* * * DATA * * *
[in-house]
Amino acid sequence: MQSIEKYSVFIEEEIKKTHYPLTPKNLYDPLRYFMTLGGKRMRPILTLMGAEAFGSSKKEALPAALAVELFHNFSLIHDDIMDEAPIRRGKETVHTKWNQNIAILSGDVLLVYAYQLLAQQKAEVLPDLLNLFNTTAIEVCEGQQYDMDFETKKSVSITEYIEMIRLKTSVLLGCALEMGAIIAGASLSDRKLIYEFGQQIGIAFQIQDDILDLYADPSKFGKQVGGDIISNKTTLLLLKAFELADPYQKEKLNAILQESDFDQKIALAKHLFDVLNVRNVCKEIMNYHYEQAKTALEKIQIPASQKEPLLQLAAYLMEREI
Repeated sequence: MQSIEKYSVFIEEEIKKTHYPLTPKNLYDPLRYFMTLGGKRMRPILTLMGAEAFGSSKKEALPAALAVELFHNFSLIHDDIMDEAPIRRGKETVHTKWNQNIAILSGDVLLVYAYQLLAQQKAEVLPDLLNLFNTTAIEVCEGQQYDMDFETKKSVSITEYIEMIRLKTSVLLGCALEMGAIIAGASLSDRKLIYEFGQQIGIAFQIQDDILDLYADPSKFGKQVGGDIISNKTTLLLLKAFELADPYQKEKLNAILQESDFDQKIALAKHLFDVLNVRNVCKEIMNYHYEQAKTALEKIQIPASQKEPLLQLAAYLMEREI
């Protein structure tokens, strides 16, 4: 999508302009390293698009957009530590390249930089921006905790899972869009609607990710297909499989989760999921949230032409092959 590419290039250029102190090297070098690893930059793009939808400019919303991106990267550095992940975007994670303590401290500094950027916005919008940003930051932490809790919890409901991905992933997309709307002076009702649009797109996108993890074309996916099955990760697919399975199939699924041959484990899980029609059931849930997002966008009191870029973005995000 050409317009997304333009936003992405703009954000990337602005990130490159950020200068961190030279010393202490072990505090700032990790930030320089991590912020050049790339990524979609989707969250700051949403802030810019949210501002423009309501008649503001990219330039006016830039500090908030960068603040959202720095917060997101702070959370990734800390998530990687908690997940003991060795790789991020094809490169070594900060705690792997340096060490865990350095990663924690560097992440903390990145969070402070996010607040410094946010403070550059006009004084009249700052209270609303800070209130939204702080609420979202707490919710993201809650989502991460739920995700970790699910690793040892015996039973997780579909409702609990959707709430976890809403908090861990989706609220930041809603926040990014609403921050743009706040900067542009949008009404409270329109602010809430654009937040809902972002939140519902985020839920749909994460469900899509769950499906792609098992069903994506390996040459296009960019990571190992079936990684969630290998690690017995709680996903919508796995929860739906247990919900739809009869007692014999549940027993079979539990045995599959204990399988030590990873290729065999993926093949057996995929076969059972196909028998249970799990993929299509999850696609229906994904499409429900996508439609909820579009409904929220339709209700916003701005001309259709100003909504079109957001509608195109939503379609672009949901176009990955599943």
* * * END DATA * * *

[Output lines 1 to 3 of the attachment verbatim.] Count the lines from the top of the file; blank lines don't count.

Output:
[in-house]
Amino acid sequence: MQSIEKYSVFIEEEIKKTHYPLTPKNLYDPLRYFMTLGGKRMRPILTLMGAEAFGSSKKEALPAALAVELFHNFSLIHDDIMDEAPIRRGKETVHTKWNQNIAILSGDVLLVYAYQLLAQQKAEVLPDLLNLFNTTAIEVCEGQQYDMDFETKKSVSITEYIEMIRLKTSVLLGCALEMGAIIAGASLSDRKLIYEFGQQIGIAFQIQDDILDLYADPSKFGKQVGGDIISNKTTLLLLKAFELADPYQKEKLNAILQESDFDQKIALAKHLFDVLNVRNVCKEIMNYHYEQAKTALEKIQIPASQKEPLLQLAAYLMEREI
Repeated sequence: MQSIEKYSVFIEEEIKKTHYPLTPKNLYDPLRYFMTLGGKRMRPILTLMGAEAFGSSKKEALPAALAVELFHNFSLIHDDIMDEAPIRRGKETVHTKWNQNIAILSGDVLLVYAYQLLAQQKAEVLPDLLNLFNTTAIEVCEGQQYDMDFETKKSVSITEYIEMIRLKTSVLLGCALEMGAIIAGASLSDRKLIYEFGQQIGIAFQIQDDILDLYADPSKFGKQVGGDIISNKTTLLLLKAFELADPYQKEKLNAILQESDFDQKIALAKHLFDVLNVRNVCKEIMNYHYEQAKTALEKIQIPASQKEPLLQLAAYLMEREI